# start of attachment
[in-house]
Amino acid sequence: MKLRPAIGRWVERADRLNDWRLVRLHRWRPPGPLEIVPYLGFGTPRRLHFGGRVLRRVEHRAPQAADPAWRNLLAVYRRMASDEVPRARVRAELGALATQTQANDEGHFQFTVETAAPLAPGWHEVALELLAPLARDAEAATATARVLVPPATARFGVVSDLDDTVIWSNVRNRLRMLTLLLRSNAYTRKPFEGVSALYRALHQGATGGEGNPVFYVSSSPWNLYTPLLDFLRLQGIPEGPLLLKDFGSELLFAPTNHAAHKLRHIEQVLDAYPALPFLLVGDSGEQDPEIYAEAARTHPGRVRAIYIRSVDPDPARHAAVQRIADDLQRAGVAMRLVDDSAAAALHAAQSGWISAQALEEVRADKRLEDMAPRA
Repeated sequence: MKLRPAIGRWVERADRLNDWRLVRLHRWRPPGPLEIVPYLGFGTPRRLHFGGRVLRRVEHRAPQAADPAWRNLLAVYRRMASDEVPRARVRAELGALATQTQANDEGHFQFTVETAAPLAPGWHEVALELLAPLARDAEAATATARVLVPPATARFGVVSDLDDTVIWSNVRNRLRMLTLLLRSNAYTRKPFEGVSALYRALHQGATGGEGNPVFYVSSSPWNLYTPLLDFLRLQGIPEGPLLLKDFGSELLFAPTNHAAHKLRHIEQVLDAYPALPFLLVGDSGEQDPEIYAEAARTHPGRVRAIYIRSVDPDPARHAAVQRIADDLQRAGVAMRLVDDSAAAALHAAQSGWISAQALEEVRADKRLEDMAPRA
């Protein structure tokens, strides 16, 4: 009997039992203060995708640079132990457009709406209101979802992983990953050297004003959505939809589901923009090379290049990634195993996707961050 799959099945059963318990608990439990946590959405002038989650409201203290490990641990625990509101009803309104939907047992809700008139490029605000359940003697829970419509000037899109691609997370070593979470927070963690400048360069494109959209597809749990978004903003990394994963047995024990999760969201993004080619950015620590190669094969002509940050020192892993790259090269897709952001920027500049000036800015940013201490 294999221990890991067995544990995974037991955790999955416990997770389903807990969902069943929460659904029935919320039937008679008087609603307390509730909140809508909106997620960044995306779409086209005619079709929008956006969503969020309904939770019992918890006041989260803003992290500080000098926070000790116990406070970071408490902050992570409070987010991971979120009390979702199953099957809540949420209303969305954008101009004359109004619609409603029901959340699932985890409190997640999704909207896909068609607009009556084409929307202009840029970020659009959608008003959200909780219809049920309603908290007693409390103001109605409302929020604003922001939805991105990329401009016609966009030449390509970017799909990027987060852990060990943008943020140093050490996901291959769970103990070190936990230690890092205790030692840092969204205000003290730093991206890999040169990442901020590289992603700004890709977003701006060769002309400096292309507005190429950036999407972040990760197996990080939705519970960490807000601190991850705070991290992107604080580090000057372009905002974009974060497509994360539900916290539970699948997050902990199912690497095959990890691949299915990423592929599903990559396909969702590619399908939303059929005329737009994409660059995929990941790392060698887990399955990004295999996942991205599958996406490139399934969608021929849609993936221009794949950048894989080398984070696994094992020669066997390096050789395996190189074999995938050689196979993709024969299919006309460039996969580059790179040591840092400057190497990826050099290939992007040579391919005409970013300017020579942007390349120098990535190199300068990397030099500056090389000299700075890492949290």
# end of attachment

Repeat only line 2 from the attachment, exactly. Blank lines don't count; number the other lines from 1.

Amino acid sequence: MKLRPAIGRWVERADRLNDWRLVRLHRWRPPGPLEIVPYLGFGTPRRLHFGGRVLRRVEHRAPQAADPAWRNLLAVYRRMASDEVPRARVRAELGALATQTQANDEGHFQFTVETAAPLAPGWHEVALELLAPLARDAEAATATARVLVPPATARFGVVSDLDDTVIWSNVRNRLRMLTLLLRSNAYTRKPFEGVSALYRALHQGATGGEGNPVFYVSSSPWNLYTPLLDFLRLQGIPEGPLLLKDFGSELLFAPTNHAAHKLRHIEQVLDAYPALPFLLVGDSGEQDPEIYAEAARTHPGRVRAIYIRSVDPDPARHAAVQRIADDLQRAGVAMRLVDDSAAAALHAAQSGWISAQALEEVRADKRLEDMAPRA